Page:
If you’ve been using the internet for the last 15 years or so, you probably remember, or at least came into contact with, del.icio.us, the pioneer of social bookmarking websites. Founded in 2003, the site had a number of good years before it eventually changed hands more than a few times, and has been considered mostly a forgotten relic since then. But now the sun is setting for del.icio.us, as the service will be shuttered later this month following its sale to rival Pinboard.
As a site that let users save and share their internet bookmarks, del.icio.us’ influence can be seen on sites like Flickr, StumbleUpon, Twitter, Pocket, and Pinterist, as it was one of the first services to use the tagging system for organizing content. It was purchased by Yahoo in 2005 for price between $15-$30 million, where it was largely ignored and mismanaged for several years.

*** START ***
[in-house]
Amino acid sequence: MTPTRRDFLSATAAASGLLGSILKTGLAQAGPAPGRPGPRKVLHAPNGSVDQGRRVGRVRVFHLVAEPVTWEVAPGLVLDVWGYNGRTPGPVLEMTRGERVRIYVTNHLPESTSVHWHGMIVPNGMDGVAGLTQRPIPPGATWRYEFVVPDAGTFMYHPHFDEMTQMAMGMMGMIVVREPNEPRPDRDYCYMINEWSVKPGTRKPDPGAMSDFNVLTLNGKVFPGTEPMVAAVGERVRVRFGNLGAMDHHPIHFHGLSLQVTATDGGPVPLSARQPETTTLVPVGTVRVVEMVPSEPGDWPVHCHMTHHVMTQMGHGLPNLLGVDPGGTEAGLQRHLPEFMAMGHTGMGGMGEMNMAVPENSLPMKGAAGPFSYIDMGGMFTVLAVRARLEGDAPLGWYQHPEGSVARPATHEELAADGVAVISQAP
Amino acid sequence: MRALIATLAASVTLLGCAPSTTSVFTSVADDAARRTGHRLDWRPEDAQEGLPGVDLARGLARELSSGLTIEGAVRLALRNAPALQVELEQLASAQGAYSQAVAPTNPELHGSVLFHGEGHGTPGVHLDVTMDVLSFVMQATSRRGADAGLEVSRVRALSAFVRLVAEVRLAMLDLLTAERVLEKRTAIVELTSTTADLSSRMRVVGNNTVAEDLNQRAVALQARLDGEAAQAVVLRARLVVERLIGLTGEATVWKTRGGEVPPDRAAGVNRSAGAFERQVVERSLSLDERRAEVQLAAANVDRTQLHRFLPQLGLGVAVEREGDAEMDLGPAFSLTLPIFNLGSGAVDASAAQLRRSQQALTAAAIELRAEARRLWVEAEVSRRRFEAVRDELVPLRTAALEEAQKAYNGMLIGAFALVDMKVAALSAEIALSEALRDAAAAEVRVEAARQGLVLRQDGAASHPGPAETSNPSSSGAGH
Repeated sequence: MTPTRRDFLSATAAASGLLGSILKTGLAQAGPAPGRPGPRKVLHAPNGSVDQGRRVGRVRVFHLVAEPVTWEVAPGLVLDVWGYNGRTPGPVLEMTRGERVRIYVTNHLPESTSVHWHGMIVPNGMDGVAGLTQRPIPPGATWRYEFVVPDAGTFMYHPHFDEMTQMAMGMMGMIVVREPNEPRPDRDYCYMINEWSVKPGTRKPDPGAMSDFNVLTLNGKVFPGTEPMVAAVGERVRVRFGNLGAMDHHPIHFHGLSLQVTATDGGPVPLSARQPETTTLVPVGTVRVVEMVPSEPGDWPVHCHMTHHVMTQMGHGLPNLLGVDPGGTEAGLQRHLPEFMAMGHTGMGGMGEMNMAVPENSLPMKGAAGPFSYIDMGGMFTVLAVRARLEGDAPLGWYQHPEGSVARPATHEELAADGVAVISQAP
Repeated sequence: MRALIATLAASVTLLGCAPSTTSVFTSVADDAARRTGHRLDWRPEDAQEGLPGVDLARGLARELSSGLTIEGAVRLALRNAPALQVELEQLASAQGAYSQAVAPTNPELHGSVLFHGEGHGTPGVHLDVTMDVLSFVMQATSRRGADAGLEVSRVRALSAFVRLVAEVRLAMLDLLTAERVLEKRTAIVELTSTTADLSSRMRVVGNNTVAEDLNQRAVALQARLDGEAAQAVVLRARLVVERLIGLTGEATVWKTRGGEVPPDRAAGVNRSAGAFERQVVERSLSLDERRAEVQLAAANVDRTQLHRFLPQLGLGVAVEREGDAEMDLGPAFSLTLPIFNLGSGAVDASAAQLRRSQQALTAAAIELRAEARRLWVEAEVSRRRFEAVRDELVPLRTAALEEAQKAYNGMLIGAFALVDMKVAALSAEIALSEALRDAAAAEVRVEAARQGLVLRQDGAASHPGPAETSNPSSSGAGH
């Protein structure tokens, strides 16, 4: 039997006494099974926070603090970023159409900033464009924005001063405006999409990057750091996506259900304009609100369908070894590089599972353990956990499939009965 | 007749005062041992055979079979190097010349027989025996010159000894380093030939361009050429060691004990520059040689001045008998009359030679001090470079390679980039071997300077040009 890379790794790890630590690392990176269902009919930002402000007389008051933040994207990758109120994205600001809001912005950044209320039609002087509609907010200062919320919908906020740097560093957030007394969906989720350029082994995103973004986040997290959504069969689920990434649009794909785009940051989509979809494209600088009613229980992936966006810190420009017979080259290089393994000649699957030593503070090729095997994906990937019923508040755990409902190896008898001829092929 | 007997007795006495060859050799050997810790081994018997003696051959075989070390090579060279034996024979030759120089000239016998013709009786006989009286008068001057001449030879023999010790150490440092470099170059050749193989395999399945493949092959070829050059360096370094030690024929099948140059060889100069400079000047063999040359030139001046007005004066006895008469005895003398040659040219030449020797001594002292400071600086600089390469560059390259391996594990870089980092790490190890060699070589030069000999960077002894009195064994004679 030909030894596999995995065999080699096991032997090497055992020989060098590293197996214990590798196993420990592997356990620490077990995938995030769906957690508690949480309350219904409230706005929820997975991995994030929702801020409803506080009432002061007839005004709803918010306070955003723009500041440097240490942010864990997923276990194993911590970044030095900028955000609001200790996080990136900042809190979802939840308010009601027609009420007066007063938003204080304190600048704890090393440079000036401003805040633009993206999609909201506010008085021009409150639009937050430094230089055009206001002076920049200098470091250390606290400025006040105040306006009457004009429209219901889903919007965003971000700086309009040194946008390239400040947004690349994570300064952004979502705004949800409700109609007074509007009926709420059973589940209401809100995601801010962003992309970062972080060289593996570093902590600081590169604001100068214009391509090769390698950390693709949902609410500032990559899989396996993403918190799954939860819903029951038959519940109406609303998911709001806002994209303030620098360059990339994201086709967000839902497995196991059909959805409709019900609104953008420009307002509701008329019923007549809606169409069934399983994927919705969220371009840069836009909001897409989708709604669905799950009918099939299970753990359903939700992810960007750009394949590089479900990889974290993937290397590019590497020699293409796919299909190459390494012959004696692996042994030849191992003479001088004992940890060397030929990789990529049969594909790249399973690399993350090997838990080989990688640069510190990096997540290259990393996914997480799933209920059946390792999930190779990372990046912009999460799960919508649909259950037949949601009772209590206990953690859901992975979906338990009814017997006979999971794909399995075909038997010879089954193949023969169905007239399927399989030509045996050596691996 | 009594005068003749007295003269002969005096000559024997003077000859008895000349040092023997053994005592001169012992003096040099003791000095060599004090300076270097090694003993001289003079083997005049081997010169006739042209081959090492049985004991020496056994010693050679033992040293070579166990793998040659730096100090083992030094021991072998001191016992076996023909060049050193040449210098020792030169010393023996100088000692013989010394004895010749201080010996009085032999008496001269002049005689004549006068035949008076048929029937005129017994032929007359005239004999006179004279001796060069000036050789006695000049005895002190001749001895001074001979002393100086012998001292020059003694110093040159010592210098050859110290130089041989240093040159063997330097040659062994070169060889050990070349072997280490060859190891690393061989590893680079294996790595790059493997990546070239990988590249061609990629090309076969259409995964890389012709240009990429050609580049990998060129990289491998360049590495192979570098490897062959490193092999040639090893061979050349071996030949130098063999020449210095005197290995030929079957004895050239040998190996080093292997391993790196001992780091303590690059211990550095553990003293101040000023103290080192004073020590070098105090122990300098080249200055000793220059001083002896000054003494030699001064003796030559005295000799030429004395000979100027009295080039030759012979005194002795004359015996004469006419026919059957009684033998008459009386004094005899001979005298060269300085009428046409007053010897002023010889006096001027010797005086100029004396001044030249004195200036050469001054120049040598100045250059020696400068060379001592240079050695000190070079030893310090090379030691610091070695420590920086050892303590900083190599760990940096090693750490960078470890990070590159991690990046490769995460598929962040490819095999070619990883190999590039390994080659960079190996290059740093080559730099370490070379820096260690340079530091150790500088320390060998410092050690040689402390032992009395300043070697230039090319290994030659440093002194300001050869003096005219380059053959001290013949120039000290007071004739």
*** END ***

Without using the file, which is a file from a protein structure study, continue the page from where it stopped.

Starting in 2011 it changed hanged regularly every few years: first to AVOS Systems, then to Science Inc in 2014, and again to Delicious Media in 2016. As its fifth and final resting place, Pinboard says it purchased del.icio.us “in part so it wouldn’t disappear from the web” since it views it as “a fascinating piece of web history.”
As a rival, Pinboard came around in 2009 and really started taking off two years later, when del.icio.us users rapidly began jumping ship because of frustrations with changes from AVOS. Pinboard was attractive because of its simple, clean, and fast interface — something del.icio.us once offered — and it now operates on a $11/year subscription plan.
Pinboard founder and developer Maciej Cegłowski says del.icio.us will remain online indefinitely, but will go into read-only mode on June 15th, meaning users will no longer be able to save new bookmarks. They’ll have the option to migrate their data to a Pinboard account, or they can use an export tool and take their bookmarks to another service, but there’s no time limit to do either.